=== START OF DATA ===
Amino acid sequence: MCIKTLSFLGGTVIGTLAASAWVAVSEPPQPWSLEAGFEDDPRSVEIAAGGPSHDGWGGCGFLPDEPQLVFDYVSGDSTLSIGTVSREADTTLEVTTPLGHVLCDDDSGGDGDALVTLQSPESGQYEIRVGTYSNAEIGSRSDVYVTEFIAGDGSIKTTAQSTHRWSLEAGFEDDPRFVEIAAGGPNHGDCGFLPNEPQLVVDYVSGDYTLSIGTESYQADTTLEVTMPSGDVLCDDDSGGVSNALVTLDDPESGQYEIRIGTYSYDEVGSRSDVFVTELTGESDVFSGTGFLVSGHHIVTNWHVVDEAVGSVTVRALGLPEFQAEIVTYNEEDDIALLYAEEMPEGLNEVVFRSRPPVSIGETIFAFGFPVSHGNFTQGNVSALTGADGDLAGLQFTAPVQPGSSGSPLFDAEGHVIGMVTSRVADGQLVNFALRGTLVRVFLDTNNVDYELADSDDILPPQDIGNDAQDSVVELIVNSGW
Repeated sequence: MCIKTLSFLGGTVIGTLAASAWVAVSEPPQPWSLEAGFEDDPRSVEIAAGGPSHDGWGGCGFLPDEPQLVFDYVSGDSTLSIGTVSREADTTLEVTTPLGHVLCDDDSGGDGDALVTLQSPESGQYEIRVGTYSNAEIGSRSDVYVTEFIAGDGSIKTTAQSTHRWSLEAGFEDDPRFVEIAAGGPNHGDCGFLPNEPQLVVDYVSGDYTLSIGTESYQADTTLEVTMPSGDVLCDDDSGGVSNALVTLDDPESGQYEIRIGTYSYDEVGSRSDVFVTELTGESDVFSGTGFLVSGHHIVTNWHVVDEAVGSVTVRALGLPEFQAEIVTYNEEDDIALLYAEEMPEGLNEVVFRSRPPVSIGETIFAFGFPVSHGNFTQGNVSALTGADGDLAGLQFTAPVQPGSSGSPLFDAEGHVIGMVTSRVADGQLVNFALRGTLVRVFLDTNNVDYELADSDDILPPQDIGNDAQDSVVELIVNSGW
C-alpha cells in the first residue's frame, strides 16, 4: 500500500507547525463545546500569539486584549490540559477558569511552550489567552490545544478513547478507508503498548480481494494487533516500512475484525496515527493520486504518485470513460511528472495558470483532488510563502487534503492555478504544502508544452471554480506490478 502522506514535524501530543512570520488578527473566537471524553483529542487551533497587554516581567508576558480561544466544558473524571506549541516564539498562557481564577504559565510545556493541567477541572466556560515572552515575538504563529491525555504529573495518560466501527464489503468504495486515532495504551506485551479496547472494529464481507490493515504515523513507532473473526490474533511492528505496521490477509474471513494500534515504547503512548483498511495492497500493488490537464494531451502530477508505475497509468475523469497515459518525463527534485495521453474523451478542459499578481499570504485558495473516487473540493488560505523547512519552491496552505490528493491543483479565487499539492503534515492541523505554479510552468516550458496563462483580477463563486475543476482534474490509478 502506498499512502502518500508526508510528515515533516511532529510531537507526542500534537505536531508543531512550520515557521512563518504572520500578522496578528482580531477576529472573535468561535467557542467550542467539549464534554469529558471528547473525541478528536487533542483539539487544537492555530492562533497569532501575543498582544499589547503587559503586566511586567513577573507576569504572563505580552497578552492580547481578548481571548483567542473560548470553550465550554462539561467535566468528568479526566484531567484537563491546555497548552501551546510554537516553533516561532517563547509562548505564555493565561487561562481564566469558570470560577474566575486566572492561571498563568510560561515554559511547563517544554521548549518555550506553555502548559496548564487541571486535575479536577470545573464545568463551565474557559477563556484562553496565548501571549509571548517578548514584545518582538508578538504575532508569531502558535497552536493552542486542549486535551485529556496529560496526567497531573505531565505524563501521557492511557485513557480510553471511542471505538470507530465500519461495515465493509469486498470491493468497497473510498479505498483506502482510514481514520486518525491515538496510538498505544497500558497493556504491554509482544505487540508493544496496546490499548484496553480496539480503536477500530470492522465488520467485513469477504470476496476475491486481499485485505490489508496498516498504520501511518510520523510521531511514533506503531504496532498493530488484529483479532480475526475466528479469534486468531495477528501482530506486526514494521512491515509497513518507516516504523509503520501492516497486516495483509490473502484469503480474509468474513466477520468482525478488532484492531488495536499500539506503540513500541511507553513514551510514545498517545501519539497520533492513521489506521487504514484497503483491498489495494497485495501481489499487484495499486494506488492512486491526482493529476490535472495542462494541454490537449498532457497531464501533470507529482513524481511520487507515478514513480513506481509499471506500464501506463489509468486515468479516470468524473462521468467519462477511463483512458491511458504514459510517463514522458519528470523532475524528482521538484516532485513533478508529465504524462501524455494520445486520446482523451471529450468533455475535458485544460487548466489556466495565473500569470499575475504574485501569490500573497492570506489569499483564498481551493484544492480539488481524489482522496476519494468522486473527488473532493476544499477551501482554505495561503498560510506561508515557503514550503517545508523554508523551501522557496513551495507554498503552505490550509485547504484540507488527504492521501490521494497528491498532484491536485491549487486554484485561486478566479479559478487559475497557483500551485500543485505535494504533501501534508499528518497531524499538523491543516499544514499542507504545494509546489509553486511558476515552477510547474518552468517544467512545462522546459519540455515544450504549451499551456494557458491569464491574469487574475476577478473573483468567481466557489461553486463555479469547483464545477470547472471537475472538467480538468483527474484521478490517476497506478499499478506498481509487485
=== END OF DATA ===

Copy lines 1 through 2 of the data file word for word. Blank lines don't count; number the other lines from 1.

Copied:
Amino acid sequence: MCIKTLSFLGGTVIGTLAASAWVAVSEPPQPWSLEAGFEDDPRSVEIAAGGPSHDGWGGCGFLPDEPQLVFDYVSGDSTLSIGTVSREADTTLEVTTPLGHVLCDDDSGGDGDALVTLQSPESGQYEIRVGTYSNAEIGSRSDVYVTEFIAGDGSIKTTAQSTHRWSLEAGFEDDPRFVEIAAGGPNHGDCGFLPNEPQLVVDYVSGDYTLSIGTESYQADTTLEVTMPSGDVLCDDDSGGVSNALVTLDDPESGQYEIRIGTYSYDEVGSRSDVFVTELTGESDVFSGTGFLVSGHHIVTNWHVVDEAVGSVTVRALGLPEFQAEIVTYNEEDDIALLYAEEMPEGLNEVVFRSRPPVSIGETIFAFGFPVSHGNFTQGNVSALTGADGDLAGLQFTAPVQPGSSGSPLFDAEGHVIGMVTSRVADGQLVNFALRGTLVRVFLDTNNVDYELADSDDILPPQDIGNDAQDSVVELIVNSGW
Repeated sequence: MCIKTLSFLGGTVIGTLAASAWVAVSEPPQPWSLEAGFEDDPRSVEIAAGGPSHDGWGGCGFLPDEPQLVFDYVSGDSTLSIGTVSREADTTLEVTTPLGHVLCDDDSGGDGDALVTLQSPESGQYEIRVGTYSNAEIGSRSDVYVTEFIAGDGSIKTTAQSTHRWSLEAGFEDDPRFVEIAAGGPNHGDCGFLPNEPQLVVDYVSGDYTLSIGTESYQADTTLEVTMPSGDVLCDDDSGGVSNALVTLDDPESGQYEIRIGTYSYDEVGSRSDVFVTELTGESDVFSGTGFLVSGHHIVTNWHVVDEAVGSVTVRALGLPEFQAEIVTYNEEDDIALLYAEEMPEGLNEVVFRSRPPVSIGETIFAFGFPVSHGNFTQGNVSALTGADGDLAGLQFTAPVQPGSSGSPLFDAEGHVIGMVTSRVADGQLVNFALRGTLVRVFLDTNNVDYELADSDDILPPQDIGNDAQDSVVELIVNSGW